In 2011, Texas joined the growing list of states to pass an anti-SLAPP statute, the Texas Citizens' Participation Act ("TCPA"). On April 24, 2015, in its first two rulings interpreting the statute, the Texas Supreme Court held that the statute broadly applies to all communications about matters of public concern, even those made outside of a public forum, and also interpreted the evidentiary standard required for a plaintiff to defeat an anti-SLAPP motion to dismiss. 

In Lippincott v. Whisenhunt, No. 13-0926, __S.W.3d__, __(Tex. 2015)(per curiam), the Court held that the statute applies to both public and private communications about matters of public concern. In that case, Whisenhunt, a nurse anesthetist, sued Lippincott and Parks, administrators at a surgery center that had contracted with Whisenhunt, for tortious interference, conspiracy and defamation, after Lippincott sent emails questioning health care services Whisenhunt provided. Lippincott and Parks filed an anti-SLAPP motion to dismiss, which the trial court granted as to the tortious interference and conspiracy claims but denied as to the defamation claim. The Sixth Court of Appeals in Texarkana reversed the dismissal of the tortious interference and conspiracy claims on the grounds that the statute did not apply to private communications made outside a public setting. 

In its per curiam decision, the Supreme Court looked at the statutory definitions and found no basis for the Court of Appeals' limited view of the TCPA's applicability. The TCPA defines the "exercise of free speech rights" as "a communication made in connection with a matter of public concern." Tex. Civ. Prac. & Rem. Code sec. 27.001(3). The Supreme Court concluded that the statute "defines 'communication' to include any form or medium, including oral, visual, written, audiovisual, or electronic media—regardless of whether the communication takes a public or private form. The plain language of the statute imposes no requirement that the form of the communication be public. Had the Legislature intended to limit the Act to publicly communicated speech, it could have easily added language to that effect." Lippincott v. Whisenhunt, Slip op. 3. Further, because the email communications discussed the provision of medical services by a health care professional, there was no debate as to whether this was a discussion of a matter of public concern. See also, Tex. Civ. Prac. & Rem. Code sec. 27.001(7)(definition of "matter of public concern"). Finally, the Court noted that the Legislature had directed the courts to construe the Act "liberally to effectuate its purpose and intent fully." Tex. Civ. Prac. & Rem. Code sec. 27.011. See here for the decision.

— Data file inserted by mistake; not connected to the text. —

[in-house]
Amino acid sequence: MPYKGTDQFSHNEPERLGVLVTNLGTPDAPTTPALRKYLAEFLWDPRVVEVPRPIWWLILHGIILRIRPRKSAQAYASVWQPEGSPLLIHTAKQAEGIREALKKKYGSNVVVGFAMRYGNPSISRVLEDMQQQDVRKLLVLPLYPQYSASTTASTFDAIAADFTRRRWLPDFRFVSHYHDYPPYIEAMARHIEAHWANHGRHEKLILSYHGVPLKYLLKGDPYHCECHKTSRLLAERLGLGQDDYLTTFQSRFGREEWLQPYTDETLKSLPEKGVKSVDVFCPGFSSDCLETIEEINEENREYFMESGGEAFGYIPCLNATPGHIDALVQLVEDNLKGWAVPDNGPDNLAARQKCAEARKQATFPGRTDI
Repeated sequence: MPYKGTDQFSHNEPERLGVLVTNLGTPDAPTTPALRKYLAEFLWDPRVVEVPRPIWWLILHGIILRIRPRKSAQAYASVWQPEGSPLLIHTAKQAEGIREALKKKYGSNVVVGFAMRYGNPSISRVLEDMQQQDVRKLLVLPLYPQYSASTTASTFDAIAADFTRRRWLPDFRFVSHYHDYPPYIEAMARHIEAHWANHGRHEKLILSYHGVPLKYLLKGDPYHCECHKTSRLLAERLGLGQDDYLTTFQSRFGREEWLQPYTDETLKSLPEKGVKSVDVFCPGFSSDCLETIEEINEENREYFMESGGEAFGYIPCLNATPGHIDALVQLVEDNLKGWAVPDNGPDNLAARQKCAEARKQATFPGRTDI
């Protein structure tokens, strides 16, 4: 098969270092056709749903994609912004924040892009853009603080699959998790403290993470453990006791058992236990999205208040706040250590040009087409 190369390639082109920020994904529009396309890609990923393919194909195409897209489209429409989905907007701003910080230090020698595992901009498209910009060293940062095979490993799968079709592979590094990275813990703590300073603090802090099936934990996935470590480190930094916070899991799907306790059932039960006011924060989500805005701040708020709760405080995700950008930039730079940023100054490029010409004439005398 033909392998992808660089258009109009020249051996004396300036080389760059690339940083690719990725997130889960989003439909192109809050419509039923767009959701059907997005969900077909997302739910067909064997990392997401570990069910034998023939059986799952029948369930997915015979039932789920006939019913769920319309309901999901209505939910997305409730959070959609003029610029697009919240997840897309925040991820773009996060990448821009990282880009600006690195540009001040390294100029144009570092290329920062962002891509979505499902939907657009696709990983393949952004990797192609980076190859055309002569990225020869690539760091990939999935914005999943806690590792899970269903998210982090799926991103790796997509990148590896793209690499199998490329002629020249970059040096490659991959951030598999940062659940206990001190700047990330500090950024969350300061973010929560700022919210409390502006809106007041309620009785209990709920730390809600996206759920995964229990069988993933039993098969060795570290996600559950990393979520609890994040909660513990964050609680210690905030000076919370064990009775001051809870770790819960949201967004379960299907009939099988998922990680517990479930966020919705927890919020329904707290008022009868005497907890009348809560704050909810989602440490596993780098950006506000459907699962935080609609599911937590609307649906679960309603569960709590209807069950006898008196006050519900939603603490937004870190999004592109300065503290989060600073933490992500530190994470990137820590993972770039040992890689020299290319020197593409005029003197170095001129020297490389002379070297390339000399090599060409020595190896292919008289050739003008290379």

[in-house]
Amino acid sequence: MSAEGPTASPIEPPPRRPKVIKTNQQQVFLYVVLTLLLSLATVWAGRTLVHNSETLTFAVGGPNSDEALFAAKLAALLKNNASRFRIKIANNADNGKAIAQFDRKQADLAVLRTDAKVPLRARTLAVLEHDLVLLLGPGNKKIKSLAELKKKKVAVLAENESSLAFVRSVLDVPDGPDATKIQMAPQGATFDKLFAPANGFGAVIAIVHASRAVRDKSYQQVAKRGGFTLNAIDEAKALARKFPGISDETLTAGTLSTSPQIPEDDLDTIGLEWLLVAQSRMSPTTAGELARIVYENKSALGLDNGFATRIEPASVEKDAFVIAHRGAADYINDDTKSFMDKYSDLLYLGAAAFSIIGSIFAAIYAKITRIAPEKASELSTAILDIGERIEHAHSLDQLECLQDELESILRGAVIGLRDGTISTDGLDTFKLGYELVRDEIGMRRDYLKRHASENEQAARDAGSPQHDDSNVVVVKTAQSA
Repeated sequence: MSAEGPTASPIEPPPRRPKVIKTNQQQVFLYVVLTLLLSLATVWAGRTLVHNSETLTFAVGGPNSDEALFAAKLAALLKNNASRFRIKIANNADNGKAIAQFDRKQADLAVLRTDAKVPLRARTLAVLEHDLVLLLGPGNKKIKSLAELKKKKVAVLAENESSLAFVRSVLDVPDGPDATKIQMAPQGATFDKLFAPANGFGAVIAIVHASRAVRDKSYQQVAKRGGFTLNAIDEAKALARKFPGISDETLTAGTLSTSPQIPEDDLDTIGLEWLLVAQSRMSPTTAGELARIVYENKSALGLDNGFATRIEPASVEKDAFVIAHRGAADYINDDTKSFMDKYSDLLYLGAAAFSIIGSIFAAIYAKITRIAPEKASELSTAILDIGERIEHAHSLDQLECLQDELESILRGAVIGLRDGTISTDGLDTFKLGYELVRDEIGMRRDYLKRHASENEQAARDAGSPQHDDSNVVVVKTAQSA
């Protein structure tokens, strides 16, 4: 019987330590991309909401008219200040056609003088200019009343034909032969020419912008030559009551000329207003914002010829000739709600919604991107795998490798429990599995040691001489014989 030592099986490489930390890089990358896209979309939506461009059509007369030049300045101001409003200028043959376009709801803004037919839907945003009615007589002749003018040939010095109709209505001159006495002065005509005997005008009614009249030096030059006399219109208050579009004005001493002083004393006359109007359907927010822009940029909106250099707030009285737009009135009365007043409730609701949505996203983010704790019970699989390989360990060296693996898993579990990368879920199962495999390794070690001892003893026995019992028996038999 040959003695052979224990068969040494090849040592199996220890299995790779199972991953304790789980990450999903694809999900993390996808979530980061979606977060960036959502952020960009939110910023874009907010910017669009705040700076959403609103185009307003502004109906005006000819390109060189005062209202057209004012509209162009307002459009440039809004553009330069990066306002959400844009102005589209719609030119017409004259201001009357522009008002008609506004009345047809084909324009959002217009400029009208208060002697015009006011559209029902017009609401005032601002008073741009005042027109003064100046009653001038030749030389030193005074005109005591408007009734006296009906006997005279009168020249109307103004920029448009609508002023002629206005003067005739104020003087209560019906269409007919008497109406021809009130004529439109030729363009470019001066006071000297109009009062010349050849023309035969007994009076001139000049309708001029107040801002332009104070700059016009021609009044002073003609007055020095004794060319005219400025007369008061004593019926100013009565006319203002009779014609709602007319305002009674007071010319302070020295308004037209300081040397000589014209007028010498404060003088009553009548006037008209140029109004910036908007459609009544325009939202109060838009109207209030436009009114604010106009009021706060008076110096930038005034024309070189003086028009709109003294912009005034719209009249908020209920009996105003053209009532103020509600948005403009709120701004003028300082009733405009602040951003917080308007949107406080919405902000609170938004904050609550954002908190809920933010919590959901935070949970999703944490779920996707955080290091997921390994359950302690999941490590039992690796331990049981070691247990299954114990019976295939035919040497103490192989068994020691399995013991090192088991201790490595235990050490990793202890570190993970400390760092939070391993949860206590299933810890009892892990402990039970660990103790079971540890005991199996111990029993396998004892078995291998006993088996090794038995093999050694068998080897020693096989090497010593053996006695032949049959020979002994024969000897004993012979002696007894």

On the same day, the Supreme Court interpreted the evidentiary burden a plaintiff must meet to defeat an anti-SLAPP motion to dismiss. That case, In re Steven Lipsky, No. 13-0928, 2015 WL 1870073 (Tex. 2015), arose out of a dispute between a landowner (Lipsky) and a drilling company (Range Resources Corp.) in which Steven Lipsky and his wife Shyla sued Range for contamination of their well-water, and Range counter-sued Lipsky, his wife, and environmental consultant Alisa Rich for defamation per se, business disparagement and conspiracy to defame. The Lipskys and Rich filed anti-SLAPP motions to dismiss, all of which the trial court denied. After declining to hear an interlocutory appeal directly, based on a since-amended provision of the TCPA, the Second Court of Appeals at Fort Worth allowed a challenge to the denial as an original proceeding mandamus and dismissed all claims against Shyla Lipsky and Alisa Rich and all civil conspiracy claims, but allowed Range's defamation per se and business disparagement claims to proceed against Steven Lipsky. The Supreme Court agreed that the claims against Rich and Shyla Lipsky and all conspiracy claims should be dismissed, but denied Steven Lipsky's mandamus as to Range's remaining claims. 

The TCPA requires dismissal of a claim when the statute applies unless the respondent can prove by "clear and specific evidence a prima facie case for each essential element of the claim in question." Tex. Civ. Prac. & Rem. Code sec. 27.005(c). The Supreme Court analyzed the "clear and specific evidence" standard and whether Range met that standard. 

In doing so, the Court held that the "clear and specific" standard does not impose a higher burden of proof than required at trial, nor does it categorically reject circumstantial evidence, but does require more than notice pleadings. One cannot just make general allegations and recite the elements of the claim and expect to survive an anti-SLAPP motion to dismiss. Instead, the evidence presented by the plaintiff "must provide enough detail to show the factual basis for its claim." The plaintiff's evidence must "establish the facts of when, where, and what was said, the defamatory nature of the statements, and how they damage the plaintiff." In re Steven Lipsky, Slip op. 3, 13. 

As to Range's business disparagement claim, the Court found an affidavit of Range's Senior Vice President insufficient proof of damages to support that claim, holding that conclusory affidavits do not satisfy the statutory standard, and that "general averments of direct economic losses and lost profits, without more [do not] satisfy the minimum requirements of the TCPA." In re Steven Lipsky, Slip op. 17. However, because Range also alleged a defamation per se claim against Steven Lipsky, for which the Court concluded that "proof of particular damage is not required," Steven Lipsky's mandamus petition was denied. See here for the decision.